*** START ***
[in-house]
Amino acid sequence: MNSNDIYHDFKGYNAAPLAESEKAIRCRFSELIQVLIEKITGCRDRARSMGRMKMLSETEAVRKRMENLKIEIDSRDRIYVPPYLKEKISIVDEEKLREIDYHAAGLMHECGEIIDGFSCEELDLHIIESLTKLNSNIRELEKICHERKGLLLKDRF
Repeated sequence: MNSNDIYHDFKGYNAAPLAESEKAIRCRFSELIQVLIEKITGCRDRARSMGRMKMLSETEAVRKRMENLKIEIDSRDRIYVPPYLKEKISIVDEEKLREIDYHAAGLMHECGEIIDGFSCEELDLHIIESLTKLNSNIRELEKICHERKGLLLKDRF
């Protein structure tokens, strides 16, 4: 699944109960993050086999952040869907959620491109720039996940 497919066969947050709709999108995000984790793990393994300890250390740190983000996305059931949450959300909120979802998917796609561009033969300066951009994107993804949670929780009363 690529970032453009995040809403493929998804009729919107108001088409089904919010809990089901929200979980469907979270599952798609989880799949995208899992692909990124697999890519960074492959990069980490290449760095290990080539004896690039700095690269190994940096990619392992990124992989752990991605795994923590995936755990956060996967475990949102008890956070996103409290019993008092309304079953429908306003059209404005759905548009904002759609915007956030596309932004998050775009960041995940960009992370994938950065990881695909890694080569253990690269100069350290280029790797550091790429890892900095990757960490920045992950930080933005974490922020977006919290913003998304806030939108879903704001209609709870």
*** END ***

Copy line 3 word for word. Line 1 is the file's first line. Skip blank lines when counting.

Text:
Repeated sequence: MNSNDIYHDFKGYNAAPLAESEKAIRCRFSELIQVLIEKITGCRDRARSMGRMKMLSETEAVRKRMENLKIEIDSRDRIYVPPYLKEKISIVDEEKLREIDYHAAGLMHECGEIIDGFSCEELDLHIIESLTKLNSNIRELEKICHERKGLLLKDRF